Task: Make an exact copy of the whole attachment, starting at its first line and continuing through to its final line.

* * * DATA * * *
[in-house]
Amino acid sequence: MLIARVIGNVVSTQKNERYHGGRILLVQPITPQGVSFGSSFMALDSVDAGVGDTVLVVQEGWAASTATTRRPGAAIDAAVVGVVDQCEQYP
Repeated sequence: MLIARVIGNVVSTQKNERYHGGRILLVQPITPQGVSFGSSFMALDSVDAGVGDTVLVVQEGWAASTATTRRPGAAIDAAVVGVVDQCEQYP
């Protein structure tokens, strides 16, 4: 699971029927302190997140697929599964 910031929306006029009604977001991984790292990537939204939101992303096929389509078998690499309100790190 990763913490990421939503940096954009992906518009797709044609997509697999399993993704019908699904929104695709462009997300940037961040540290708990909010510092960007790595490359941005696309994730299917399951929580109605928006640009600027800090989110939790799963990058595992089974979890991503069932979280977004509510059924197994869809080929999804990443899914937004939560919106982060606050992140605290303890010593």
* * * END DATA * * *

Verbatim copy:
[in-house]
Amino acid sequence: MLIARVIGNVVSTQKNERYHGGRILLVQPITPQGVSFGSSFMALDSVDAGVGDTVLVVQEGWAASTATTRRPGAAIDAAVVGVVDQCEQYP
Repeated sequence: MLIARVIGNVVSTQKNERYHGGRILLVQPITPQGVSFGSSFMALDSVDAGVGDTVLVVQEGWAASTATTRRPGAAIDAAVVGVVDQCEQYP
């Protein structure tokens, strides 16, 4: 699971029927302190997140697929599964 910031929306006029009604977001991984790292990537939204939101992303096929389509078998690499309100790190 990763913490990421939503940096954009992906518009797709044609997509697999399993993704019908699904929104695709462009997300940037961040540290708990909010510092960007790595490359941005696309994730299917399951929580109605928006640009600027800090989110939790799963990058595992089974979890991503069932979280977004509510059924197994869809080929999804990443899914937004939560919106982060606050992140605290303890010593």